Thousands of pro-Navalny protesters rally in Moscow
Thousands of supporters of Alexei Navalny took to the streets of Moscow on April 21 to protest his detention and back calls for the hunger-striking Kremlin critic to be given proper medical care.
Defying warnings and a massive police presence, the protesters in Moscow marched through the city center near the Kremlin chanting "Freedom" and "Putin is a thief!", just hours after President Vladimir Putin delivered his annual state of the nation address.
Though large crowds assembled, the protests were not on the scale of pro-Navalny demonstrations seen earlier this year, when tens of thousands rallied and thousands were arrested.
Police said 6,000 people had gathered in Moscow.
"This is a fight for the future, we don’t have any here," 51-year-old protester Andrei Zamyatin told AFP in central Moscow.
"Navalny is trying to change the system and is being punished for it."
In Russia’s second city Saint Petersburg some 4,500 protesters gathered, police said.
In the central city of Vladimir - which is home to a prison where Navalny is currently being kept under medical observation - some 200 people rallied, an AFP correspondent reported.
Protesters marched through the city centre while police urged people to disperse.
Maria Taikova, a 60-year-old protester in Vladimir, said police were restrained because Wednesday’s protests might have been Russia’s last for years to come as prosecutors seek to outlaw Navalny’s Anti-Corruption Foundation.
"It will be labelled ’extremist’ and we will all be jailed," she told AFP.
Demonstrations earlier took place in other cities including Vladivostok in the Far East, and Novosibirsk, Irkutsk and Tomsk in Siberia, with police saying more than 14,000 people had protested in 29 cities.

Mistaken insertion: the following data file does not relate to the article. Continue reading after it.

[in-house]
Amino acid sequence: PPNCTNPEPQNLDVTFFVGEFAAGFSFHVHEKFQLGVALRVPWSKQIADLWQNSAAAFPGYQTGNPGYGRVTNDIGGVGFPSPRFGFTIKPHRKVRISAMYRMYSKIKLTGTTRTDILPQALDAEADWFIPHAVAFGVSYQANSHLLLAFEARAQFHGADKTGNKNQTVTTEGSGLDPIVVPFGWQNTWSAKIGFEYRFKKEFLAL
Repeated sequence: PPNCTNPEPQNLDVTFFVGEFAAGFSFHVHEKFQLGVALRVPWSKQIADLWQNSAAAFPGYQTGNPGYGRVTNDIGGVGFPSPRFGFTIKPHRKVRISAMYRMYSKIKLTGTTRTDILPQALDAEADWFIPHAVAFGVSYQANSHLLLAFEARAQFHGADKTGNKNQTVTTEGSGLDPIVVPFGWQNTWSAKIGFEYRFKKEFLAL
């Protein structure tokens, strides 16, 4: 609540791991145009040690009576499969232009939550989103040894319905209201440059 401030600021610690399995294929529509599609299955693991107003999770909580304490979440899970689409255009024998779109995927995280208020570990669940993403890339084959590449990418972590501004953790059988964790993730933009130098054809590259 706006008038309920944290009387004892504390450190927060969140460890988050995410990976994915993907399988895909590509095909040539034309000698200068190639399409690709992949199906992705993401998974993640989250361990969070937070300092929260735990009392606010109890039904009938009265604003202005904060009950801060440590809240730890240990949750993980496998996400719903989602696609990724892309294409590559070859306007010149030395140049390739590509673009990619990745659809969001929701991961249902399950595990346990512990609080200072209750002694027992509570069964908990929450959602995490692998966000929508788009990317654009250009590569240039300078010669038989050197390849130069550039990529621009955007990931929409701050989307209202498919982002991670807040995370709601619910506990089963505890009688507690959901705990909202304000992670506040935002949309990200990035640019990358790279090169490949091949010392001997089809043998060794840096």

Police had issued a warning against taking part in "illegal gatherings" and detained more than 1,000 people across the country, according to monitoring group OVD-Info.
Navalny ally Lyubov Sobol and his spokeswoman Kira Yarmysh were detained ahead of the protest.
The protesters are demanding that Navalny, who launched a hunger strike three weeks ago, be freed or at least given proper medical treatment after his doctors said his health was failing and he could die "at any minute".
Those taking part said they believed it was important to join the demonstrations, but few expected the Kremlin to listen.
"I don’t think this protest can save Navalny. There would need to be at least 200,000 to 300,000 people in the streets," said protester Alexander Butuzov, 51.
Navalny was arrested when he returned to Russia in January after months recovering in Germany from a near-fatal nerve agent poisoning he blames on the Kremlin - an accusation it rejects.
He was sentenced to two-and-a-half years on old fraud charges his supporters say were politically motivated and has been serving time in a penal colony about 100 kilometers (60 miles) east of Moscow.
His health has been failing since he launched his hunger strike to demand proper medical care for a range of ailments.